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Harnessing Organ-on-a-chip Solutions for Advancing Diabetes Drug Discovery

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InSphero AG and the Bio Engineering Laboratory at ETH Zürich have announced that a recent study published in Advanced Biosystems confirms that organ-on-a-chip solutions can be harnessed to advance diabetes drug discovery. Results of this research collaboration between InSphero and microfluidic system engineers at ETH Zürich’s department of Biosystems Science and Engineering demonstrated that using 3D InSight™ Human Islet Microtissues in a novel microfluidic hanging-drop-based perifusion assay system enables the study of physiologically relevant dynamic insulin secretion with low sample-to-sample variation and at high temporal resolution.

“Glucose-stimulated insulin release from pancreatic beta-cells is a highly dynamic biphasic and pulsatile process, which is disrupted in diabetes patients,” said InSphero Head of Islet Solutions, Burcak Yesildag, PhD. The restoration of either the blunted first phase or lost oscillations of the second phase of insulin secretion have been proposed as potential therapeutic targets for type 2 diabetes. Additionally, dynamic insulin secretion can be modulated with various insulin secretagogues.

Although pancreatic islet perifusion assays have been used for more than 30 years, implementing a reliable, highly reproducible, yet simple method to assess human islet function has remained challenging.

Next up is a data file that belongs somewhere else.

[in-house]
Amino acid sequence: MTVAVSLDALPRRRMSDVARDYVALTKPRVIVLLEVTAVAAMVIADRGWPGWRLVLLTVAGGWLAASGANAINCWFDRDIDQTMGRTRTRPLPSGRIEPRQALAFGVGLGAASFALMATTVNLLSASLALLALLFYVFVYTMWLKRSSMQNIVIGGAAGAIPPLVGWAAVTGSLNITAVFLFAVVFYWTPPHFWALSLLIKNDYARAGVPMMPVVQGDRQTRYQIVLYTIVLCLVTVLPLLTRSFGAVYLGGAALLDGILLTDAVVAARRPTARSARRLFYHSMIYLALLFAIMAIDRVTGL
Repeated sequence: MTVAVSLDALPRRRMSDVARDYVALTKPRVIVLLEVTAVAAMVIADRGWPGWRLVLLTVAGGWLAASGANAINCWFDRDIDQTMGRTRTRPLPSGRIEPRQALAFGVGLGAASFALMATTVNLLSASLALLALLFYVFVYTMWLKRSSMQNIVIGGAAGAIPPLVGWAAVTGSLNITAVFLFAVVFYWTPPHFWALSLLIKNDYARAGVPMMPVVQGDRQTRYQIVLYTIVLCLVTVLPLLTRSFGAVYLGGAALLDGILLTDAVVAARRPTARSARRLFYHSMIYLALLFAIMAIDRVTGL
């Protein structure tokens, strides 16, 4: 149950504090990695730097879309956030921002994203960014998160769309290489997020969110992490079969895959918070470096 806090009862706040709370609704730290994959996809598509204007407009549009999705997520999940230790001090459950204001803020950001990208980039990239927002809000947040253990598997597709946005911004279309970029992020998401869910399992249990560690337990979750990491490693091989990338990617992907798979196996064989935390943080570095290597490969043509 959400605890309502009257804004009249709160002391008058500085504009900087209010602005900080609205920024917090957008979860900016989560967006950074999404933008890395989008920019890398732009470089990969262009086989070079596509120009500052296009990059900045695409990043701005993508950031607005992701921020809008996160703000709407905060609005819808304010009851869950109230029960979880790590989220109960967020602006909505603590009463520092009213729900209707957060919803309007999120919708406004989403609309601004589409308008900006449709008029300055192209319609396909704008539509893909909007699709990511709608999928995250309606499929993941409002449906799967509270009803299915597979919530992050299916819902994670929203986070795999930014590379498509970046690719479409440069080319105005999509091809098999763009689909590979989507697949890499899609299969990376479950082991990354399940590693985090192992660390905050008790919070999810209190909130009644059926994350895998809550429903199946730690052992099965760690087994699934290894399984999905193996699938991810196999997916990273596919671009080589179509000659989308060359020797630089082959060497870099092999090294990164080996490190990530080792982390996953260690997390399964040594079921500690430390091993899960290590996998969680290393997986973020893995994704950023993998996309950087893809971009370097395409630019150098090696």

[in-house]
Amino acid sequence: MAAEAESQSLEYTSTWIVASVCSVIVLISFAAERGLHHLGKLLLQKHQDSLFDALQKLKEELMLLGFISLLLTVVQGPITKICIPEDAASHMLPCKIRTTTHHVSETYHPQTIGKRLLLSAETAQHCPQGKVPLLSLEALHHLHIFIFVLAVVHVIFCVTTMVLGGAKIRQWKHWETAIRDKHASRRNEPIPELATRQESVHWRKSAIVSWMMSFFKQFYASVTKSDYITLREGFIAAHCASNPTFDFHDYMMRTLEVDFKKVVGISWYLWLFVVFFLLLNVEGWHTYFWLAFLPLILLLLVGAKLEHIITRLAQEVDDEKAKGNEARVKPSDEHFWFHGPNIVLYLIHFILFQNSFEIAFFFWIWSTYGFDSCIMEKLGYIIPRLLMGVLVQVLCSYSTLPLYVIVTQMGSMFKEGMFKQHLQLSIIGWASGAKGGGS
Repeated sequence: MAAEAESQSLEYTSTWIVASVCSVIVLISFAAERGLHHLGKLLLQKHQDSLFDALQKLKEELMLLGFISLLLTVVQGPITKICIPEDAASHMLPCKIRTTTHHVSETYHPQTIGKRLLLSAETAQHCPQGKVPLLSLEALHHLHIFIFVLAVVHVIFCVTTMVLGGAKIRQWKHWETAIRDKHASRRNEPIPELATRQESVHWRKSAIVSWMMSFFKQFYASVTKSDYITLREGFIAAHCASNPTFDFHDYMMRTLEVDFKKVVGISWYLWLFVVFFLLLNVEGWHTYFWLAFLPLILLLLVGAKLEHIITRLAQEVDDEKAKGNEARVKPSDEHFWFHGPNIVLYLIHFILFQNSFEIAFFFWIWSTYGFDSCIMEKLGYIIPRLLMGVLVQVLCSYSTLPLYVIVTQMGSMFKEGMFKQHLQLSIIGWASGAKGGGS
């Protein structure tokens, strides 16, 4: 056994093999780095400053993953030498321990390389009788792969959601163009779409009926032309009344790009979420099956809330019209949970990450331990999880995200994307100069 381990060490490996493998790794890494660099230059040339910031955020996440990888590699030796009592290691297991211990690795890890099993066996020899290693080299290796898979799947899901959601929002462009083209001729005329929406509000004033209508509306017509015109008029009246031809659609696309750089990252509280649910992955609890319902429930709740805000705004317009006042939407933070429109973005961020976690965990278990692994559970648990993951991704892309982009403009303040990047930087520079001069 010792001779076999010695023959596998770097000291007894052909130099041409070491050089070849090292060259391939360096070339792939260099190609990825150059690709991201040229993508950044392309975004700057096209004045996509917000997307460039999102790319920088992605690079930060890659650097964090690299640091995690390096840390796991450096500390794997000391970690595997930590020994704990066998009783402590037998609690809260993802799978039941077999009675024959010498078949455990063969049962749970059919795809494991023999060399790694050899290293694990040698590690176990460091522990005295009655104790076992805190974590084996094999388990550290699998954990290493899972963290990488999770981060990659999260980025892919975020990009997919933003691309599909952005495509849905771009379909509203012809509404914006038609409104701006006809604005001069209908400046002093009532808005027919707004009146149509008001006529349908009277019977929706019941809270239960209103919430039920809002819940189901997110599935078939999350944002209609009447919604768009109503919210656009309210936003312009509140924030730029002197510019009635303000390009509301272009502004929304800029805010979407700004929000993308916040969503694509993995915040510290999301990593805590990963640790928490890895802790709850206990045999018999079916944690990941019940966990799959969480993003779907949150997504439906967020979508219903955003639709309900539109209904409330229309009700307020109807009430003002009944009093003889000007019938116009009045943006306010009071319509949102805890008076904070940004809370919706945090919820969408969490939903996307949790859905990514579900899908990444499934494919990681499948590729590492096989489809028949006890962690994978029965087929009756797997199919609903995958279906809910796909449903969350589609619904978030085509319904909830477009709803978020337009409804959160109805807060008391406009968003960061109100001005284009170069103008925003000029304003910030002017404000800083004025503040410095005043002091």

“As confirmed in this study, the InSphero 3D InSight™ Diabetes Discovery Platform is ideal for perifusion studies because our islet microtissue models are not only homogenous in size, cellular composition, and function, but also reflect the physiological response of the human pancreas to stimulation under varying conditions,“ added Yesildag.

“The combination of our miniaturized, open microfluidic chip design with InSphero’s uniform and highly functional human islet microtissues, enables reproducible assessment of dynamic insulin secretion in single human islets. It is an efficient system that facilitates rapid glucose switching, minimal sample dilution, low analyte dispersion, and short sampling intervals,“ said ETH Zürich Postdoctoral Researcher Patrick Misun, PhD, who led the engineering portion of the project.

“InSphero has a rich history of successful collaborations with the ETH Zürich Bio Engineering Laboratory led by Professor Andreas Hierlemann,” said InSphero CEO and Co-founder Jan Lichtenberg, PhD. “This study is another excellent example of the collaborative bioengineering innovation that we do best as we strive to develop 3D in vitro solutions that will help further our understanding of complex diseases, such as diabetes.“